Students attending college for most academic and professional fields benefit from seeking internships as early in their college career as possible. Criminology internships are especially beneficial to students who want to work in any number of fields that require a degree in criminology or criminal justice.
Toward the end of this article, you will find a list of websites that may help you in your search for criminology internships.
If you want to pursue a career in criminal justice or law enforcement, you’ll note that these two fields sound similar but are quite different, and a degree in at least one of these fields is necessary to start a career in criminology. It can be difficult to tell the difference between criminology and criminal justice, so we’ll break down the distinctions between the two degrees and the various career paths they lead to.
What is Criminology?
Criminology is a social science that studies human behavior associated with criminal behavior and crimes committed. It is closely related to psychology and sociology. Criminology also teaches you how to understand why, how, where, and when a crime is committed. Criminologists focus their expertise on creating strategies that will aid in the detection and prevention of criminal activity. Within the field of criminology, there are several sub-fields, such as forensic psychology and criminal profiling.
What is Criminal Justice?
Criminal justice is the application of criminology. It enforces the solutions provided by criminology, while criminologists are responsible for researching criminals’ thinking patterns and providing solutions to solving crimes.
Undergraduates of criminal justice learn about the law enforcement and justice systems, from their origins to their current roles in society. A criminal justice student prepares to work in any of the various departments involved in preventing crime and upholding the law. The criminal justice system is made up of various agencies and departments that use criminology practices to solve problems.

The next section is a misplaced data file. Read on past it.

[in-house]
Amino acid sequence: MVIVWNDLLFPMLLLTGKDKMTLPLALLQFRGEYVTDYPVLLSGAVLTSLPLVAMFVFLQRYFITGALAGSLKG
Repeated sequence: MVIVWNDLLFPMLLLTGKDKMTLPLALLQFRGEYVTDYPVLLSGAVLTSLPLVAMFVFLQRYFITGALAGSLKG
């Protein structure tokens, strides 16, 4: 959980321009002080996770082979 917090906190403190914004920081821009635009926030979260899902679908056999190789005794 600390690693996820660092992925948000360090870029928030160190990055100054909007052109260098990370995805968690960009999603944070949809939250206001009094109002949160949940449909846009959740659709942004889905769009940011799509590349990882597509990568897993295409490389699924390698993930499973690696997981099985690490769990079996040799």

Criminal Justice or Criminology: What’s the Difference?
Since the career paths of both fields occasionally overlap, many people think criminology and criminal justice are the same. A detective, for example, can work in the criminal justice system but also as a criminologist. The distinction between criminology and criminal justice, on the other hand, shows itself in many ways:
Criminology examines offenders’ sociological and psychological patterns to assess why they commit crimes while criminal justice examines the law enforcement system and operations.
Criminal justice graduates are usually employed in law enforcement, while criminologists can work as analysts and investigators in the justice system.
Employment in Criminology and Criminal Justice
Anyone who wants to have a significant effect on crime should consider a career in criminal justice, and a criminal justice internship will give them firsthand experience of the job. Although you may not be cracking an international drug-dealing ring, criminology and criminal justice experts play an important role in recognizing and enforcing the law, preventing crime, and preserving order in the society.
Many criminal justice programs have a directory of partner organizations where you can choose an internship based on your area of interest. You could work as an intern with a law enforcement agency, a charity, or a law firm, interviewing witnesses, assisting with documentation and records keeping, or advocating for victims.
Law enforcement and legal work are the two most common career paths for criminologists. However, whether you want to be a police officer, a paralegal, or a community development worker, you’ll have many choices, as the Bureau of Labor Statistics predicts that employment in the criminal justice field will increase over the next decade.
- How is Criminology Different From Criminal Justice?